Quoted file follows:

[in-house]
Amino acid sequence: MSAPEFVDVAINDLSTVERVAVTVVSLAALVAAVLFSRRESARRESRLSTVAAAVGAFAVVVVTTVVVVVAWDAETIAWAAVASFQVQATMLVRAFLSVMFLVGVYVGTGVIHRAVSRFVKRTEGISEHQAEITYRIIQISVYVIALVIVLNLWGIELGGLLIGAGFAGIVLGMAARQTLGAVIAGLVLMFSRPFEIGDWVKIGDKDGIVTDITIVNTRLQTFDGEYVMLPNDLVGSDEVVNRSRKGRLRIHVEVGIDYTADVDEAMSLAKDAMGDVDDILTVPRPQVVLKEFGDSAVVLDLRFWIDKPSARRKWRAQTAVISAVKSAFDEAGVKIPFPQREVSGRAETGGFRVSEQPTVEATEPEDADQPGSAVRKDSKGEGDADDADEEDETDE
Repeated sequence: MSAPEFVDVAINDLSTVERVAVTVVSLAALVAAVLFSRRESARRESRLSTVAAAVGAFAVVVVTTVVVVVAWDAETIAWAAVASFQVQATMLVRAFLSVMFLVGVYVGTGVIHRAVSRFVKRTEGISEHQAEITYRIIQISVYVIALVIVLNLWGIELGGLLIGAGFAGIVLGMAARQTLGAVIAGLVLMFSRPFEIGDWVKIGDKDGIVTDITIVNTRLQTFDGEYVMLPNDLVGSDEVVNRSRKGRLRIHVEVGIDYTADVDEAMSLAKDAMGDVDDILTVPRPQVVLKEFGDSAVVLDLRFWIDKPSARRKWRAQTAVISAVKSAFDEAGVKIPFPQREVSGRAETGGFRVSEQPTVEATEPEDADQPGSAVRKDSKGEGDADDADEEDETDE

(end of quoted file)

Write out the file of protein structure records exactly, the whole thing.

[in-house]
Amino acid sequence: MSAPEFVDVAINDLSTVERVAVTVVSLAALVAAVLFSRRESARRESRLSTVAAAVGAFAVVVVTTVVVVVAWDAETIAWAAVASFQVQATMLVRAFLSVMFLVGVYVGTGVIHRAVSRFVKRTEGISEHQAEITYRIIQISVYVIALVIVLNLWGIELGGLLIGAGFAGIVLGMAARQTLGAVIAGLVLMFSRPFEIGDWVKIGDKDGIVTDITIVNTRLQTFDGEYVMLPNDLVGSDEVVNRSRKGRLRIHVEVGIDYTADVDEAMSLAKDAMGDVDDILTVPRPQVVLKEFGDSAVVLDLRFWIDKPSARRKWRAQTAVISAVKSAFDEAGVKIPFPQREVSGRAETGGFRVSEQPTVEATEPEDADQPGSAVRKDSKGEGDADDADEEDETDE
Repeated sequence: MSAPEFVDVAINDLSTVERVAVTVVSLAALVAAVLFSRRESARRESRLSTVAAAVGAFAVVVVTTVVVVVAWDAETIAWAAVASFQVQATMLVRAFLSVMFLVGVYVGTGVIHRAVSRFVKRTEGISEHQAEITYRIIQISVYVIALVIVLNLWGIELGGLLIGAGFAGIVLGMAARQTLGAVIAGLVLMFSRPFEIGDWVKIGDKDGIVTDITIVNTRLQTFDGEYVMLPNDLVGSDEVVNRSRKGRLRIHVEVGIDYTADVDEAMSLAKDAMGDVDDILTVPRPQVVLKEFGDSAVVLDLRFWIDKPSARRKWRAQTAVISAVKSAFDEAGVKIPFPQREVSGRAETGGFRVSEQPTVEATEPEDADQPGSAVRKDSKGEGDADDADEEDETDE